It is extremely beneficial to consume nutrient-rich food containing minerals, vitamins and other nutrients that will help control your weight, your cholesterol and blood pressure. Follow a dietary pattern that will focus on the following:

  • Fruits and vegetables
  • Whole grains
  • Low-fat dairy products
  • Poultry, fish and nuts
  • Limiting red meat, sugary foods, and sugary beverages

Base Your Eating Pattern on These Recommendations:

  • Eat fish at least twice a week. Research has shown that eating oily fish containing omega-3 fatty acids can lower your risk of death from coronary artery disease
  • Reduce saturated fat to about five percent of your total calories to lower your cholesterol
  • Avoid beverages and foods with added sugars

Foods That Are Healthy for Your Heart:

1.  Wild salmon: You can eat it broiled, baked or grilled; it is packed with omega-3 fatty acids that will improve the metabolic markers for heart disease. It has rich levels of selenium, which is an antioxidant that will increase cardiovascular protection.
2.  Sardines: Also packed with omega-3 fatty acids in the form of fish oil; it will boost your positive cholesterol levels and will reduce the risk of a sudden heart attack for people who have had heart attacks in the past.
3.  Liver: Your heart needs some fats for the heart, liver contains those fats.
4.  Walnuts: These contain a high amount of omega-3 fatty acids, fiver, vitamin E, and folate, all promoting healthy hearts.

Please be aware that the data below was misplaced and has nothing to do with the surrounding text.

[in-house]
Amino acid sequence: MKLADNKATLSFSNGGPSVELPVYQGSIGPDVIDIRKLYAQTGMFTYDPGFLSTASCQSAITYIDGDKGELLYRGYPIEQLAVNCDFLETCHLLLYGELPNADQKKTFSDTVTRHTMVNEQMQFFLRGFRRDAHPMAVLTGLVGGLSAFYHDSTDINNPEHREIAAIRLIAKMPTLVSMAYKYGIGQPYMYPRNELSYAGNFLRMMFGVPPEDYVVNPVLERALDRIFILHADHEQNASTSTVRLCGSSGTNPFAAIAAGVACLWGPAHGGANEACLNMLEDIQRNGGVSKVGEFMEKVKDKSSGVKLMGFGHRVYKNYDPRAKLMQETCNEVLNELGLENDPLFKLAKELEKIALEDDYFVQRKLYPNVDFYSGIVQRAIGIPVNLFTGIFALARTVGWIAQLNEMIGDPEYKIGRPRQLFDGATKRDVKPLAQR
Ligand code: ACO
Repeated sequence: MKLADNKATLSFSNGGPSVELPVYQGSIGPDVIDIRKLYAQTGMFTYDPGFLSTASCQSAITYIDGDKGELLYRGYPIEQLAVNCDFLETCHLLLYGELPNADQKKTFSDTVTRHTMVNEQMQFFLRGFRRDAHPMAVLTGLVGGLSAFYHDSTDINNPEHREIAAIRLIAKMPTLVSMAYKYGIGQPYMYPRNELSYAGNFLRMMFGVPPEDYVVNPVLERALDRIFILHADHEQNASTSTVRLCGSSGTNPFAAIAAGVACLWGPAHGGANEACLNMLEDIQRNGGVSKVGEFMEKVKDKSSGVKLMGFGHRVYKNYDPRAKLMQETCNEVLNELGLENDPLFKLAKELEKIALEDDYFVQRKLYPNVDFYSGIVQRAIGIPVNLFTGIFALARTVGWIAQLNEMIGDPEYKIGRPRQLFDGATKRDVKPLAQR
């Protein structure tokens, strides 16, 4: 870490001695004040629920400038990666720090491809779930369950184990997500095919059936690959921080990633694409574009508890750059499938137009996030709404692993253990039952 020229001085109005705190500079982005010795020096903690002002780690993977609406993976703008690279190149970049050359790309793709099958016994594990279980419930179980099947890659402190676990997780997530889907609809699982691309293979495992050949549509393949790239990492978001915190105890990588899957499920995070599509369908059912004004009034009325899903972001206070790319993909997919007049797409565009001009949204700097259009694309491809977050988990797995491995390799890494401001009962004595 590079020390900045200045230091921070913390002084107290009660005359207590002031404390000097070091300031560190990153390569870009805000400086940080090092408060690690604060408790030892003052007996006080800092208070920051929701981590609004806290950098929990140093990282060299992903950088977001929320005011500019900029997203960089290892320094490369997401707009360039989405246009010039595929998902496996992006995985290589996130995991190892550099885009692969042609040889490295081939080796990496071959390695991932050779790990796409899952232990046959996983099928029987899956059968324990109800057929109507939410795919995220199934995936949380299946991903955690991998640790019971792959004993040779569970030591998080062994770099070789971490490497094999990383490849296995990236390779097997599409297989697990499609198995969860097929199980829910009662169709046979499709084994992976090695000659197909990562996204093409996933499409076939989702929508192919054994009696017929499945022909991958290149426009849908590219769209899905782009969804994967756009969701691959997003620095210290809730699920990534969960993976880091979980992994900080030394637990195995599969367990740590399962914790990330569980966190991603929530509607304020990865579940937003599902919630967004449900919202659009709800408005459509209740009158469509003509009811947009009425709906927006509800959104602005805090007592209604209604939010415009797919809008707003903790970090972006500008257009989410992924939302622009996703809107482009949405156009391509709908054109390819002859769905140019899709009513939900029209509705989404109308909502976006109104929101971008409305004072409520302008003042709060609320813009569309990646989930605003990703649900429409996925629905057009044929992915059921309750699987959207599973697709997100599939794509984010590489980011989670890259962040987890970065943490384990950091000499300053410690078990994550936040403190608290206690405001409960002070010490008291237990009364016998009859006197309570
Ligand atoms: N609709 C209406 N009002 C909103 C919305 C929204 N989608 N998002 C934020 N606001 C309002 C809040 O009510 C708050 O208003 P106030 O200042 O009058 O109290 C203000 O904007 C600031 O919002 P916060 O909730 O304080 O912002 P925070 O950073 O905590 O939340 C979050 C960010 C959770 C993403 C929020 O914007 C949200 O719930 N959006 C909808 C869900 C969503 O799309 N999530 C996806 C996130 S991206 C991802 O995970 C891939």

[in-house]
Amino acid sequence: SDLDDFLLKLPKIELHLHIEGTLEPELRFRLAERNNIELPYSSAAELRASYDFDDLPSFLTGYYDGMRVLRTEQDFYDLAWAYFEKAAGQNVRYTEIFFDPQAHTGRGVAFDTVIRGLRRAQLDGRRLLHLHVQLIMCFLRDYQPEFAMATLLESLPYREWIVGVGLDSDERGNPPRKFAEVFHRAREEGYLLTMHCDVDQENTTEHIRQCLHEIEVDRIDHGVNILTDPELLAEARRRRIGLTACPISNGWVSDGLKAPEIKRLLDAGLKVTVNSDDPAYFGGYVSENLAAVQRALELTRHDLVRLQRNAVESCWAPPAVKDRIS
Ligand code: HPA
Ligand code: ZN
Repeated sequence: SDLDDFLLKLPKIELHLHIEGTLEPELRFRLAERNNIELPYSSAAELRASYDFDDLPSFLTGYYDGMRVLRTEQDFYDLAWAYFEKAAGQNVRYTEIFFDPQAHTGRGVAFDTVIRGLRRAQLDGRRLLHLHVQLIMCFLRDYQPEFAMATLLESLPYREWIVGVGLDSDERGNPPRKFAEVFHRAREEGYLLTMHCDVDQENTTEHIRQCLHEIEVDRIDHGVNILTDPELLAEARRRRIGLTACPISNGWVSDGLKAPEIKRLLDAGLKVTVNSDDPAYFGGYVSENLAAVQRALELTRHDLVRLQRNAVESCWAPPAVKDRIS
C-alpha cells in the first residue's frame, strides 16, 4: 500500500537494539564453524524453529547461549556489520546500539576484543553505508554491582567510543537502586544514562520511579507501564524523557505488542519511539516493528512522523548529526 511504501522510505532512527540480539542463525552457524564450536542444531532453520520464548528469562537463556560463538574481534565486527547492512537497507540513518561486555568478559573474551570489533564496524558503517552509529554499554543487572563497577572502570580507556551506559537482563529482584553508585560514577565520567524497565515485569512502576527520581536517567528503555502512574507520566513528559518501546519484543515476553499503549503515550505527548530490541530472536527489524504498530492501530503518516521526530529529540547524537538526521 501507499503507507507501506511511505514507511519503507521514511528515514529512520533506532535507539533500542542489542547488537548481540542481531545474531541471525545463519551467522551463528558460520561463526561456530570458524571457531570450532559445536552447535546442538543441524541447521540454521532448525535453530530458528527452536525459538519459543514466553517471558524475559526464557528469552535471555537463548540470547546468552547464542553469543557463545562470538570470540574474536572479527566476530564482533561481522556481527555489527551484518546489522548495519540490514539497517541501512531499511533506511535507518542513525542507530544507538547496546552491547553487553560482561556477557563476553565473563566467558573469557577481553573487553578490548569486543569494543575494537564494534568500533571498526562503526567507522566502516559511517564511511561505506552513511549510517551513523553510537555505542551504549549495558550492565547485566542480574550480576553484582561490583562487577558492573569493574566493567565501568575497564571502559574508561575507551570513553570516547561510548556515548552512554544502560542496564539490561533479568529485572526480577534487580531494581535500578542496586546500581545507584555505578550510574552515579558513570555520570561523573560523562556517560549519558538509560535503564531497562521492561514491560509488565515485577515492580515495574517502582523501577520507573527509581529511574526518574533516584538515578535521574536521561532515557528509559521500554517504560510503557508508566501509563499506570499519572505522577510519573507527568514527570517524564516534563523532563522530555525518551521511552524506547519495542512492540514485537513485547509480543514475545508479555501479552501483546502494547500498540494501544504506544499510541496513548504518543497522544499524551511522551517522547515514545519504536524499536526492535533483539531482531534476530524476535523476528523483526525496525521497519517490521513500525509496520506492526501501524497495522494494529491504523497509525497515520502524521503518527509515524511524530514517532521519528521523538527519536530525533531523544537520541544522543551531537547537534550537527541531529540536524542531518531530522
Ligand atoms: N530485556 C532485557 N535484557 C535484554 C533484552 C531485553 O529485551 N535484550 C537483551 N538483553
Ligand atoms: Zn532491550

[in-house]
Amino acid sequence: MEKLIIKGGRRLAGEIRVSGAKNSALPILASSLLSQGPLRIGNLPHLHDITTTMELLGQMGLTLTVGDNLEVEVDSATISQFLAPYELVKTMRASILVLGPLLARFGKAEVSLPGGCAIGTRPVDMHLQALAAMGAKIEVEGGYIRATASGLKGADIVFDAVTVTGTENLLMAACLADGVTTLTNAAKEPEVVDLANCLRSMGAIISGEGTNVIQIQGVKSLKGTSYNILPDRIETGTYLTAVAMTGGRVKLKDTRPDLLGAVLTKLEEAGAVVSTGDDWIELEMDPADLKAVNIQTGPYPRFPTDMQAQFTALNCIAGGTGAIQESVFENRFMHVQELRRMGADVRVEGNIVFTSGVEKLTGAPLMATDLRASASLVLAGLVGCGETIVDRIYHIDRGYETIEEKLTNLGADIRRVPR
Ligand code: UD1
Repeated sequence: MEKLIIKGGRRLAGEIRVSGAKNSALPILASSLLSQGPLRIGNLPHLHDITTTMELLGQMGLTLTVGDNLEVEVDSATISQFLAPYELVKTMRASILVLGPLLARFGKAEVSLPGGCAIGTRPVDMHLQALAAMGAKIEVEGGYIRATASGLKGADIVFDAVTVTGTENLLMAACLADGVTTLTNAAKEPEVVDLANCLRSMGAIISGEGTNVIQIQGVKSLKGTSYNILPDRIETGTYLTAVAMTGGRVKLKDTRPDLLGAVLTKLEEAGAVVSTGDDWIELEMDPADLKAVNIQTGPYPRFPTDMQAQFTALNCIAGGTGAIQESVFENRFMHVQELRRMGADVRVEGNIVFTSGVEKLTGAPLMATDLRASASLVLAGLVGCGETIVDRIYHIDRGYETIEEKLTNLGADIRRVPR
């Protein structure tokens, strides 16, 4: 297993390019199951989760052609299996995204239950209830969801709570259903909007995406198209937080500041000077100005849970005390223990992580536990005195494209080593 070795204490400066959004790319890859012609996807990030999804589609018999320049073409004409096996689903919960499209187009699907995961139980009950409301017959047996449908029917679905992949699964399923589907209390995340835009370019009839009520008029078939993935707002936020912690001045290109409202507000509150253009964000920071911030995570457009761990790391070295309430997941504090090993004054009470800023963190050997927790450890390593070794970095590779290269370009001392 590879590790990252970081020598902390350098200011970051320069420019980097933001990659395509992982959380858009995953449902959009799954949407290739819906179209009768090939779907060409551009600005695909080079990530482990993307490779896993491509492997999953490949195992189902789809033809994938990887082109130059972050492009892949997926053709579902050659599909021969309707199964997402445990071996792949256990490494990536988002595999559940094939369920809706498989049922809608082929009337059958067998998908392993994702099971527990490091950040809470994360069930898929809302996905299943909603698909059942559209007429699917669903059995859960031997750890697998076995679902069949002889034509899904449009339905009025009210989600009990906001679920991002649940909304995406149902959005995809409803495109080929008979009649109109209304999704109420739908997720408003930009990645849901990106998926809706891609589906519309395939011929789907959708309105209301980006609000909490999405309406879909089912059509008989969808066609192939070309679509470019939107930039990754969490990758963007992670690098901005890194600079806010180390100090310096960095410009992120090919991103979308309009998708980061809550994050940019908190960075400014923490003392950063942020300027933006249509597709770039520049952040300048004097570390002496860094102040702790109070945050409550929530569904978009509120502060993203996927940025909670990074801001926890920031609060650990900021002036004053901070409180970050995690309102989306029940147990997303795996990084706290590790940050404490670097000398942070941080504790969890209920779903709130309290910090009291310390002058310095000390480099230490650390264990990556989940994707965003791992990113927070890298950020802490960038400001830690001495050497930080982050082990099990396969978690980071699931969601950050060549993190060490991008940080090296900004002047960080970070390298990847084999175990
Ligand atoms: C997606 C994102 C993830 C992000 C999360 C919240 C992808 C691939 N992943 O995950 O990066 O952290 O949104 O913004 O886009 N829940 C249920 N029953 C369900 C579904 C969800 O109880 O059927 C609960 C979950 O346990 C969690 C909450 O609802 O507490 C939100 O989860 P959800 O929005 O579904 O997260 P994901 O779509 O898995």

5.  Almonds: Just like walnuts, these are packed with omega-3 fatty acids and provide a good alternative for people who do not like walnuts.
6.  Oatmeal: If you’re always struggling to decide what to eat for breakfast, oatmeal might be the best solution; it is known for reducing cholesterol.
7.  Blueberries: These berries are packed with resveratrol and flavonoids, which can help prevent coronary disease. You can actually put these in your oatmeal to gain even more nutrients.
8.  Green Tea: We all like to get that caffeine fix, but why not try drinking something that is even healthier for your body? Green tea is filled with flavonoids, antioxidants that will help reduce blood clots.
9.  Soy Milk: This contains the organic compound isoflavone, which has been known to reduce cholesterol. It is low in fat and, unlike animal milk, it contains zero percent cholesterol.
10.  Raisins: If you want to lower your blood pressure, grab some raisins. The reason they lower your blood pressure is because they contain potassium, which helps lower hypertension and increases immune-boosting antioxidants.



“The American Heart Association’s Diet and Lifestyle Recommendations,” American Heart Association web site, January 22, 2015; http://www.heart.org/HEARTORG/GettingHealthy/NutritionCenter/HealthyEating/The-American-Heart-Associations-Diet-and-Lifestyle-Recommendations_UCM_305855_Article.jsp.
“Heart Disease Facts,” CDC web site; http://www.cdc.gov/heartdisease/facts.htm, last accessed May 5, 2015.
Hastings, D., “The 25 best foods for your heart,” Prevention web site, January 22, 2013; http://www.prevention.com/health/health-concerns/best-foods-heart-health?slide=1.